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Who Taught You how to Communicate ?

Who Taught You how to Communicate ?

Communication is defined as exchanging information. While it sounds Simple, it’s actually a challenge for most of us. We all have our own communication styles and methods. Some styles are effective and some can make situations worse.

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If you look at the tweet and my response, you’ll see I had to learn to change the way in which I communicated in my marriage. My style sometimes did more damage than good. If you look at the tweet again, you can see a number of people agreed with what I said. This made me wonder, why all of us from various parts of the country and world had all had the same experience?

 

As with any other custom or value, you often learn the communication style of those around you. This is what happened to me, I communicated with my husband based on how I saw my parents communicate. The same was true for him. Outside of those who agreed with me on Twitter, many people that I know personally had similar experiences.

 

I learned that arguing was mainly the only way to work through disagreements. This method of communicating became a major issue for me, not only in relationships but friendships as well. It never really crossed my mind when I was younger that people were able to talk things out. This is one of the reasons why I shied away from confrontation, as I was sure that it would lead to an argument. But what I named was learned from modeling. However, I learned from my parent to confront others when I had an issue in nice way and to communicate my feelings. The complete opposite of what I saw lol.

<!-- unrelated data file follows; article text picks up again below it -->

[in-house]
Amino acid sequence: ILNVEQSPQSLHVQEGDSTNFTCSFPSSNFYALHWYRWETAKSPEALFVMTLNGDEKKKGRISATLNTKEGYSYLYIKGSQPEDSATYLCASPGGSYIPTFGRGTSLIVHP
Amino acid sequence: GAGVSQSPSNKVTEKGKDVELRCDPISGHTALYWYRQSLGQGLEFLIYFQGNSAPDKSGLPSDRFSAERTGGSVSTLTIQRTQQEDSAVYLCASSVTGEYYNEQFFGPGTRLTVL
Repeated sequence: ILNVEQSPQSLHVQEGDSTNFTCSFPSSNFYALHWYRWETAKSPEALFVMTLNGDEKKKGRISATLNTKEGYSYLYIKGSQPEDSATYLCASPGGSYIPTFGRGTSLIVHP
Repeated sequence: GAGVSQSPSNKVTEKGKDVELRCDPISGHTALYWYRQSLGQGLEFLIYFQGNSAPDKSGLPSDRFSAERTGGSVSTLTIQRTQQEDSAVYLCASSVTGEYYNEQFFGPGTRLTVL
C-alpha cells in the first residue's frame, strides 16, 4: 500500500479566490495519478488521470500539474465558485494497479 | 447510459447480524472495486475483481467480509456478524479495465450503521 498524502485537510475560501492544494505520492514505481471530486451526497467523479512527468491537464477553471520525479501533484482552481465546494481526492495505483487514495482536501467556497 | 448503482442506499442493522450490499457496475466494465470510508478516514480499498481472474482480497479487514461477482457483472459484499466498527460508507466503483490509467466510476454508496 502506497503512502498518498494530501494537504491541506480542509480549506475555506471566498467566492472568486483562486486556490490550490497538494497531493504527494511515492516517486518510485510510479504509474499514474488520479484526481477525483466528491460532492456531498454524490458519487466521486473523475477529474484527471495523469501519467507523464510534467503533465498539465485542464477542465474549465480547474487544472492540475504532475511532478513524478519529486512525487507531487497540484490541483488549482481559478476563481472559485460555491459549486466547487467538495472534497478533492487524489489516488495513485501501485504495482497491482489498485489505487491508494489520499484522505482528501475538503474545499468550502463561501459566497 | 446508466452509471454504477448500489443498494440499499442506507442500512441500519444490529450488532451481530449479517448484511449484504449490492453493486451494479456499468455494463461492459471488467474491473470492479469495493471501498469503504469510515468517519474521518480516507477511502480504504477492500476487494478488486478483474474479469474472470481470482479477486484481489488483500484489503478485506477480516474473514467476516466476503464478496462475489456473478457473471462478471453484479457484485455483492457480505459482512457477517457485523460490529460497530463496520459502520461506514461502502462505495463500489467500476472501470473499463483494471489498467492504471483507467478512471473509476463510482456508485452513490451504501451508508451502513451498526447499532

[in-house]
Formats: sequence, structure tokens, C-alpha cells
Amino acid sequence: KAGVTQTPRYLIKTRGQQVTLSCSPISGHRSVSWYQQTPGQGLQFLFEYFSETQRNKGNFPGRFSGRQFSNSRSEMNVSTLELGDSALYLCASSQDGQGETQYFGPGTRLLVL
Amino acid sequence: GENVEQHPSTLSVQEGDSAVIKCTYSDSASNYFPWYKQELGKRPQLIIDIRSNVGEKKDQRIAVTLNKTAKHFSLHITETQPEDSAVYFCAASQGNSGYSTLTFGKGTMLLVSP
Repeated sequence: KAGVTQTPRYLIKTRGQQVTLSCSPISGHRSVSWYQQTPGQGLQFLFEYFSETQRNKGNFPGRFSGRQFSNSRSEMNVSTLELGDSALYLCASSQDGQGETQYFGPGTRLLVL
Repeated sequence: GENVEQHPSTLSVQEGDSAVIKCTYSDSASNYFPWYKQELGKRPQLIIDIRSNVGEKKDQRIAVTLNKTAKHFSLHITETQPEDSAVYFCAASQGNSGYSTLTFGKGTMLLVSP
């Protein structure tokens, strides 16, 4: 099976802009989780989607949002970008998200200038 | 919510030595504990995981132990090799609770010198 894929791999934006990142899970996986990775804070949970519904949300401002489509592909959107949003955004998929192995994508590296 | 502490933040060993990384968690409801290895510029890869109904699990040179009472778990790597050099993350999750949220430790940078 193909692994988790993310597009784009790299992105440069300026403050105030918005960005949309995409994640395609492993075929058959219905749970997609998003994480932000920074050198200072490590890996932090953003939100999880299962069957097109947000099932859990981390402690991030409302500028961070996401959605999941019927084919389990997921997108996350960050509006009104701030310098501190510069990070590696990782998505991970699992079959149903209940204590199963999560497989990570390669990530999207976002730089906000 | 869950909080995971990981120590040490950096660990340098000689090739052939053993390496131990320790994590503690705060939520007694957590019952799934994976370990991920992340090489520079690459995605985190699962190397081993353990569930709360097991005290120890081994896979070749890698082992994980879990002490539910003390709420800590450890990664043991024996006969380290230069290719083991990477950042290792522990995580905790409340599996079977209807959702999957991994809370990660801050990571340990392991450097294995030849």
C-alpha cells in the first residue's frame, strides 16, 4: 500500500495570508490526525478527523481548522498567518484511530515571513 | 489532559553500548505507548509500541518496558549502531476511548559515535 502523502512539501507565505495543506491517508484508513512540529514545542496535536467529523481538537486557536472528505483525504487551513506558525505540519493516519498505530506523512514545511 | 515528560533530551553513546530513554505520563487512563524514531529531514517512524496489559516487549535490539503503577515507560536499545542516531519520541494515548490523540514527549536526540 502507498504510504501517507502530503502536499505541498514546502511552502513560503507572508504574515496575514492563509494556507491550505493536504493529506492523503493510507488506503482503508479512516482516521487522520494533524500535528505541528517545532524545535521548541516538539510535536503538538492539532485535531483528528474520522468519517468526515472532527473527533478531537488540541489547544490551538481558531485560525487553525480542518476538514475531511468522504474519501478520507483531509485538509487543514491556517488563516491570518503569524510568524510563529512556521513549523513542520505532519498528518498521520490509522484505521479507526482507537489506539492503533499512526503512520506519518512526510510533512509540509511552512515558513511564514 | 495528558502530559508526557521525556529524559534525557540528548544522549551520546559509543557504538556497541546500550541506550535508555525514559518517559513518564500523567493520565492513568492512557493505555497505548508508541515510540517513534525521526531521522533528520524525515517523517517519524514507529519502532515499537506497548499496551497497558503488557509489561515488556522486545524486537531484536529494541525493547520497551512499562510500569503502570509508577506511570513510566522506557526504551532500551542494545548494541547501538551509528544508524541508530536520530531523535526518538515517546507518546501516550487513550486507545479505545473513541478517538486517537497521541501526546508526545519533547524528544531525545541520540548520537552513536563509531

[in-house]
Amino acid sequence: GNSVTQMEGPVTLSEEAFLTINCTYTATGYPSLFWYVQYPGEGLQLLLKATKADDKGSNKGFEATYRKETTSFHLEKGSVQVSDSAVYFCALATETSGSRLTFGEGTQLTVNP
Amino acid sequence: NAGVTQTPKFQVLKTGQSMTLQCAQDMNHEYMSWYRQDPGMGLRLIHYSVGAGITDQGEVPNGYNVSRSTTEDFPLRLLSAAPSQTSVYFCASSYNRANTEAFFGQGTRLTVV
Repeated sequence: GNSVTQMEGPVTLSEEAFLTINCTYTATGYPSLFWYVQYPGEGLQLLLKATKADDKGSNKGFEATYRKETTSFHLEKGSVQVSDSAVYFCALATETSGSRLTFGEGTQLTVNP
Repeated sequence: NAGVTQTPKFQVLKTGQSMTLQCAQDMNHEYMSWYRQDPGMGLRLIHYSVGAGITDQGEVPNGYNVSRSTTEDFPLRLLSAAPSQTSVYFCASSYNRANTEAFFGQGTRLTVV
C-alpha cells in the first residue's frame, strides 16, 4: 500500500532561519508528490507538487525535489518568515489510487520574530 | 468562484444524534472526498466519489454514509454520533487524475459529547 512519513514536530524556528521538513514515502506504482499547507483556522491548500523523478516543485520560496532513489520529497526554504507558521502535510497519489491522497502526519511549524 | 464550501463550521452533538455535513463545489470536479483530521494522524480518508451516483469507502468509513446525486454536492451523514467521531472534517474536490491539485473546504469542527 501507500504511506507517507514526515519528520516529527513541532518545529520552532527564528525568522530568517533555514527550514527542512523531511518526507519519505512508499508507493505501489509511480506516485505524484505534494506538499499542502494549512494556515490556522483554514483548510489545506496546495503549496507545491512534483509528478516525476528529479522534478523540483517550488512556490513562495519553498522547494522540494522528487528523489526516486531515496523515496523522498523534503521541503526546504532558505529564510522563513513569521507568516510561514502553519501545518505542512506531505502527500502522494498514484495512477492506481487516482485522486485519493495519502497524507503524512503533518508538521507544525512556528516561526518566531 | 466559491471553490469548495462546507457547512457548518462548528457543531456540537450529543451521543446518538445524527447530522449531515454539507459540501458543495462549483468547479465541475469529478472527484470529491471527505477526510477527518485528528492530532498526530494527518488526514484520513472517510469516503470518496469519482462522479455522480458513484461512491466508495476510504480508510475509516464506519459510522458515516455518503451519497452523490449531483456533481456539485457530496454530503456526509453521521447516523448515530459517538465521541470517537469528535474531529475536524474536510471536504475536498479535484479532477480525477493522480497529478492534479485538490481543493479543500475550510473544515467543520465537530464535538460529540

Modeling has a strong effect on us. For those who are unfamiliar with the term, modeling is when “people learn from one another, via observation, imitation, and modeling” (Learning Theories, 2016). What we see is what we do. There are four steps to learning through modeling:

“Attention — various factors increase or decrease the amount of attention paid

Retention — remembering what you paid attention to. Includes symbolic coding, mental images, cognitive organization, symbolic rehearsal, motor rehearsal

Reproduction — reproducing the image. Including physical capabilities, and self-observation of reproduction.

Motivation — having a good reason to imitate. Includes motives such as past (i.e. traditional behaviorism), promised (imagined incentives) and vicarious (seeing and recalling the reinforced model)” (Learning Theories, 2016).

Think about it…. As kids we soak up things like a sponge. We pay attention to things unconsciously, we remember them because that’s just how our brain works, we recreate these actions mainly with our peers, and based on our responses, we do keep doing what we learned or edit it so it works for us.

 

Despite knowing this, I still struggle with communication. Not because I’m unwilling to change, but it’s hard to change behaviors/habits that we’ve been doing for years.I have accepted that it will be an ongoing battle, especially when sensitive topics are involved. It is unrealistic to think we will handle every situation perfectly.